Apple This week’s share price has fallen by more than 8%, clearing the value of about $ 200 billion and lowering the Dow and Nasdaq indexes. Apple officially At the bear market Along with other technology megastocks.
Apple has fallen into a bad week for the stock market, which sells stocks in almost every industry, for fear of FRB rate hikes, lower consumer confidence, rising inflation and supply chain challenges around the world. The Nasdaq Composite has fallen more than 7% so far this week, At a pace 6 weeks in a row.
Apple faces some supply chain challenges, but this week’s business outlook hasn’t changed much.
The company has usually been regarded as a “safe” place for investors to deposit money. The fact that it’s sold out along with everything else is a bad sign for other stocks and a sign of diminishing investor confidence.
Renaissance Macro Research’s Jeff Degraf told CNBC Thursday that there is no hiding place in the bear market, which includes Apple.
“For technology, when they start taking technology leadership, it’s a better sign that they’re starting to take everything,” Degraf said.
“Selling AAPL not because we know nothing about iPhone shipments or service revenue this quarter, but because we believe that once investors start selling the best names, they rarely complete in a day. Is expected to continue. ” Datatrek co-founder Nick Colas said Thursday.
This is a marked reversal from last November, when fast-growing tech stocks began to fall and Apple fell frequently. Attracted investors Those looking for a low-risk bet on technology.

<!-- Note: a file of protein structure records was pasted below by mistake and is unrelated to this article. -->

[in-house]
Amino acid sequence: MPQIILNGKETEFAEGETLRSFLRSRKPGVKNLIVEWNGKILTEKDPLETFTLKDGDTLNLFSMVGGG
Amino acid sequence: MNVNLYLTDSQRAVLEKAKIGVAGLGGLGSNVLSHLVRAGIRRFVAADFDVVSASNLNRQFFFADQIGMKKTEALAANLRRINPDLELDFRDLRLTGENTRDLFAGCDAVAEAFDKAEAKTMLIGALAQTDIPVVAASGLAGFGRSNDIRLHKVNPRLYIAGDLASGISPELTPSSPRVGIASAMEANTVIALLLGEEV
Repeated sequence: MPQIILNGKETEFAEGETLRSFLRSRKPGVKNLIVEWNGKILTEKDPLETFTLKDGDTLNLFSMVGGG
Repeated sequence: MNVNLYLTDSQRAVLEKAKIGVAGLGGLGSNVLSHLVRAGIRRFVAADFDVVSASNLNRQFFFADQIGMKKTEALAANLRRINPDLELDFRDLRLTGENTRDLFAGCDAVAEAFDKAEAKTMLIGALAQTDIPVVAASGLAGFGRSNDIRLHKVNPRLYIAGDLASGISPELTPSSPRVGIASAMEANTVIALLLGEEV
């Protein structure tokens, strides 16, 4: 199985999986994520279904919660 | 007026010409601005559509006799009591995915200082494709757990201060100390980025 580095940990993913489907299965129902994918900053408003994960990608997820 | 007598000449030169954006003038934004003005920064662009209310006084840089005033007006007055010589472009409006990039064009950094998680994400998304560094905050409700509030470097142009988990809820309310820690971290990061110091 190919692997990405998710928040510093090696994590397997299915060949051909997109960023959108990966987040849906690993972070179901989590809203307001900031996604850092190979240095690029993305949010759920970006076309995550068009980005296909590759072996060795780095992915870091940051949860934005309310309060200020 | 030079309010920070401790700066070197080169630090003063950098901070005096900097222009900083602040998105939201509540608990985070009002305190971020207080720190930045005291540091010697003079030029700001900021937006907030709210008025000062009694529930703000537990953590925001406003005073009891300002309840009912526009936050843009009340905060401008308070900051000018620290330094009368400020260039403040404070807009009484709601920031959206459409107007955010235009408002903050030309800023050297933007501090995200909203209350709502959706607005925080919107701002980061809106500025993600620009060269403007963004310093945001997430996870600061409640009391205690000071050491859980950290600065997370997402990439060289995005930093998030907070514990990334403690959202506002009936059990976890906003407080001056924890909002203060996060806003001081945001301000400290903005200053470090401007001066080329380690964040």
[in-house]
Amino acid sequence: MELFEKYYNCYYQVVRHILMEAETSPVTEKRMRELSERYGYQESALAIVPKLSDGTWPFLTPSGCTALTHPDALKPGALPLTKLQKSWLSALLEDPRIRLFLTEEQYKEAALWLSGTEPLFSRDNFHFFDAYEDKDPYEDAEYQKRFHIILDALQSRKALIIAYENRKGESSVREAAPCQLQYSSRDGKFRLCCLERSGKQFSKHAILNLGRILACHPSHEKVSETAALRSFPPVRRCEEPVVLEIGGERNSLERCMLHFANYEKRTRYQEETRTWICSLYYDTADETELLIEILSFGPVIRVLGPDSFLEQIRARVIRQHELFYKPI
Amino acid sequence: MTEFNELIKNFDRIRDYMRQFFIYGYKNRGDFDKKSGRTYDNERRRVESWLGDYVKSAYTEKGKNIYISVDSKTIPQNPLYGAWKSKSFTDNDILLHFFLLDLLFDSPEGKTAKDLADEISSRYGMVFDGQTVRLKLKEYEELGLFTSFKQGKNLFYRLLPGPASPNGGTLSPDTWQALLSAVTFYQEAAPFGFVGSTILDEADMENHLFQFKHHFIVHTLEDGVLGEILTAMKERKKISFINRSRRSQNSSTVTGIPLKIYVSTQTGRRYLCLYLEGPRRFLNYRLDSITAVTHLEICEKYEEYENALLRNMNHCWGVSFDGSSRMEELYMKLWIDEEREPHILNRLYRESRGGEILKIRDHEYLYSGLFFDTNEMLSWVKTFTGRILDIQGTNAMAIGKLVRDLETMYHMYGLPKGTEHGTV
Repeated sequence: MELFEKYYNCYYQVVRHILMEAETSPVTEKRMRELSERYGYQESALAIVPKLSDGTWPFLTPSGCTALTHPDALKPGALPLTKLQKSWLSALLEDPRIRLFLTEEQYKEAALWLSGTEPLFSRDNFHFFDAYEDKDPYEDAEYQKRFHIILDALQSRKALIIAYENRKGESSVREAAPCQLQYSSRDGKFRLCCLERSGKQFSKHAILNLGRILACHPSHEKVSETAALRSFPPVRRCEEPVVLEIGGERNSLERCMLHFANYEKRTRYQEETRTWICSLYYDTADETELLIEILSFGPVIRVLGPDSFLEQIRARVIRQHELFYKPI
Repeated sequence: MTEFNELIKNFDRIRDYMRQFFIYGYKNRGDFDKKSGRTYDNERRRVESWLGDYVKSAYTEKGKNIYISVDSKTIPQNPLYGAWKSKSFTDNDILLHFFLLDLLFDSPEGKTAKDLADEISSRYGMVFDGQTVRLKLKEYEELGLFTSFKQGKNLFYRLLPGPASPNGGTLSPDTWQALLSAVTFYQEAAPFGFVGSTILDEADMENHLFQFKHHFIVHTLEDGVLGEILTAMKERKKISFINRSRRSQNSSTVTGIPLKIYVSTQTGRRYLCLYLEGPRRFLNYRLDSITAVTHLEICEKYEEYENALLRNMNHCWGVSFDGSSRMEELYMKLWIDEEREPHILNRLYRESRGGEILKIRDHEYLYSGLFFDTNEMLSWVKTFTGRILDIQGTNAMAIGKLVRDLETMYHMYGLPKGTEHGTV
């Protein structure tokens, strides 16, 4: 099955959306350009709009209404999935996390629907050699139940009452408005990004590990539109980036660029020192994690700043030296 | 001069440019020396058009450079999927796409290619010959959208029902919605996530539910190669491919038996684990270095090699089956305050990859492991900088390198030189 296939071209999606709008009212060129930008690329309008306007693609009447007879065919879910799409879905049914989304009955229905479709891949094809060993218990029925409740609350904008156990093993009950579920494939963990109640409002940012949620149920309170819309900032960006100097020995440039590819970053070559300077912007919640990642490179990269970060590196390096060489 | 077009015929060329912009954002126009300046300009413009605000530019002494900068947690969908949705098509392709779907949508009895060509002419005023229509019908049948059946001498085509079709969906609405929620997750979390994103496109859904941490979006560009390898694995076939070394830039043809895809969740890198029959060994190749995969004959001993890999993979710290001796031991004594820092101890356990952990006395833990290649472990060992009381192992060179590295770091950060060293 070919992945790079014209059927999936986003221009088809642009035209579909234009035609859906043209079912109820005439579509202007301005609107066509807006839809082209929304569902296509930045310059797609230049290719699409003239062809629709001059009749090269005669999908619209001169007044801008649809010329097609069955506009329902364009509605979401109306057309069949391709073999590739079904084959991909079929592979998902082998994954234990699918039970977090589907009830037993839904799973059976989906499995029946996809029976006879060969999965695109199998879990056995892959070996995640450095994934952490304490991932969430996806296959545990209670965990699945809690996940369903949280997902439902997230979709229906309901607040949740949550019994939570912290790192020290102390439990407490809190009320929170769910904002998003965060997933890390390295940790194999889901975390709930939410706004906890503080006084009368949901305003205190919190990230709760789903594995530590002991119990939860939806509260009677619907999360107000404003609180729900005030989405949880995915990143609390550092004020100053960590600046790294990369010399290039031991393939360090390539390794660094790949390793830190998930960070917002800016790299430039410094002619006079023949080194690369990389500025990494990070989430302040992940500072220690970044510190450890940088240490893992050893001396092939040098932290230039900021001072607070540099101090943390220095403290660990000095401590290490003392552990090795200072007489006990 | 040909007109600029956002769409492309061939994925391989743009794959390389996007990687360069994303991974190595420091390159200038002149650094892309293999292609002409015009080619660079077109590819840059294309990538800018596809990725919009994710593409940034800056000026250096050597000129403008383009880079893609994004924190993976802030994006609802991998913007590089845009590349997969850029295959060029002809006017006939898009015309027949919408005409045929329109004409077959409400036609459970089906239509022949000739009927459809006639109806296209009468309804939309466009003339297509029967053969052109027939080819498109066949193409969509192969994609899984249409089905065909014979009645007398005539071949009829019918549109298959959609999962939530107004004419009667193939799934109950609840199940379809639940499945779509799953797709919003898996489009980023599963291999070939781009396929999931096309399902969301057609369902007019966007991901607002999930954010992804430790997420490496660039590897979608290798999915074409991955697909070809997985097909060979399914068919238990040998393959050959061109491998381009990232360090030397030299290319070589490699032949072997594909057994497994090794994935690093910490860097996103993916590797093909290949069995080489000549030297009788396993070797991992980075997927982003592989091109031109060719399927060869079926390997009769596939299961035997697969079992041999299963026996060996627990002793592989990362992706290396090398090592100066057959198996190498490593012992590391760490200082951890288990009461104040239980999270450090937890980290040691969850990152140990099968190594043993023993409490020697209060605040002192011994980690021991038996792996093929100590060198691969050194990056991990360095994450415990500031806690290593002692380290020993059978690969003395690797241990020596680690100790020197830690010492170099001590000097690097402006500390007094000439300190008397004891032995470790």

Apple still has incredible cash flow, so it can withstand the slowdown and return profits to shareholders. Operating cash flow for the March quarter was $ 28 billion, compared to total revenue of $ 97.3 billion. He said he spent $ 27 billion repurchasing shares and paying dividends during the quarter.
Declining consumer confidence hasn’t started to negatively impact iPhone sales. In fact, in the March quarter, all of Apple’s businesses grew, with the exception of the iPad, which Apple blamed for chip shortages.
When CEO Tim Cook was asked about the macroeconomic situation and the impact of inflation on the business in last month’s earnings announcement, the company’s bigger problem is not a slowdown in demand, but enough to meet global demand. He said it was about making iPhones and Macs.
“Currently, our main focus is, frankly, on the supply side,” Cook said.
But even if Apple begins to feel the effects of worsening macroeconomic conditions, Apple will appeal to world-renowned brands, premium margins, major shopping center stores, and wealthy consumers around it. And continue to be a company with a collection of services. world.
If growth slows, Apple will continue to generate huge profits and sales — even if it’s gone. The most valuable company in the world.